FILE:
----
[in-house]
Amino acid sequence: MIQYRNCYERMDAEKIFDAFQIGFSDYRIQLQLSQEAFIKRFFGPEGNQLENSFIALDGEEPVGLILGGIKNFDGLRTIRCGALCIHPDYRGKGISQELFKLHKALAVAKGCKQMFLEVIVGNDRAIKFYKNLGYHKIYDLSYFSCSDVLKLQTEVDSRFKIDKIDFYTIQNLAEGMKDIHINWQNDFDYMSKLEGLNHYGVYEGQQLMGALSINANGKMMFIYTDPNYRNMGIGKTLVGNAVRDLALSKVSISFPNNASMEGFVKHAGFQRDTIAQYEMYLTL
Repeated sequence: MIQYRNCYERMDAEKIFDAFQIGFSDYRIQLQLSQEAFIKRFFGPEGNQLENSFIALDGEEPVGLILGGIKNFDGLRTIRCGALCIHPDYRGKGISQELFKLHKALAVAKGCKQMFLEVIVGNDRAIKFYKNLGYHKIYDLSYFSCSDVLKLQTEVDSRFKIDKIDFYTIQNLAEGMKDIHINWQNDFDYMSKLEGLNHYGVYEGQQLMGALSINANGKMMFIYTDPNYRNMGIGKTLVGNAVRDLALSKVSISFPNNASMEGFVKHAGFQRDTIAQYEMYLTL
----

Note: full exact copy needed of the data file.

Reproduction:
[in-house]
Amino acid sequence: MIQYRNCYERMDAEKIFDAFQIGFSDYRIQLQLSQEAFIKRFFGPEGNQLENSFIALDGEEPVGLILGGIKNFDGLRTIRCGALCIHPDYRGKGISQELFKLHKALAVAKGCKQMFLEVIVGNDRAIKFYKNLGYHKIYDLSYFSCSDVLKLQTEVDSRFKIDKIDFYTIQNLAEGMKDIHINWQNDFDYMSKLEGLNHYGVYEGQQLMGALSINANGKMMFIYTDPNYRNMGIGKTLVGNAVRDLALSKVSISFPNNASMEGFVKHAGFQRDTIAQYEMYLTL
Repeated sequence: MIQYRNCYERMDAEKIFDAFQIGFSDYRIQLQLSQEAFIKRFFGPEGNQLENSFIALDGEEPVGLILGGIKNFDGLRTIRCGALCIHPDYRGKGISQELFKLHKALAVAKGCKQMFLEVIVGNDRAIKFYKNLGYHKIYDLSYFSCSDVLKLQTEVDSRFKIDKIDFYTIQNLAEGMKDIHINWQNDFDYMSKLEGLNHYGVYEGQQLMGALSINANGKMMFIYTDPNYRNMGIGKTLVGNAVRDLALSKVSISFPNNASMEGFVKHAGFQRDTIAQYEMYLTL